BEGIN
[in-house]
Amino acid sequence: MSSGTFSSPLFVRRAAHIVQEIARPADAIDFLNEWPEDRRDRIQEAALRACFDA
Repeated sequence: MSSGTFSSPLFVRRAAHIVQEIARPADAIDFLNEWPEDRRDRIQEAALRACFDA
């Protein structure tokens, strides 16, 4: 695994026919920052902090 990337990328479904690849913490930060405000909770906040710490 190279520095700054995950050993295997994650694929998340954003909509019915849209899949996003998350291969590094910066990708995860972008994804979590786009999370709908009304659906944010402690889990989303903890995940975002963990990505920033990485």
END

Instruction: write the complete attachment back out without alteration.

[in-house]
Amino acid sequence: MSSGTFSSPLFVRRAAHIVQEIARPADAIDFLNEWPEDRRDRIQEAALRACFDA
Repeated sequence: MSSGTFSSPLFVRRAAHIVQEIARPADAIDFLNEWPEDRRDRIQEAALRACFDA
């Protein structure tokens, strides 16, 4: 695994026919920052902090 990337990328479904690849913490930060405000909770906040710490 190279520095700054995950050993295997994650694929998340954003909509019915849209899949996003998350291969590094910066990708995860972008994804979590786009999370709908009304659906944010402690889990989303903890995940975002963990990505920033990485």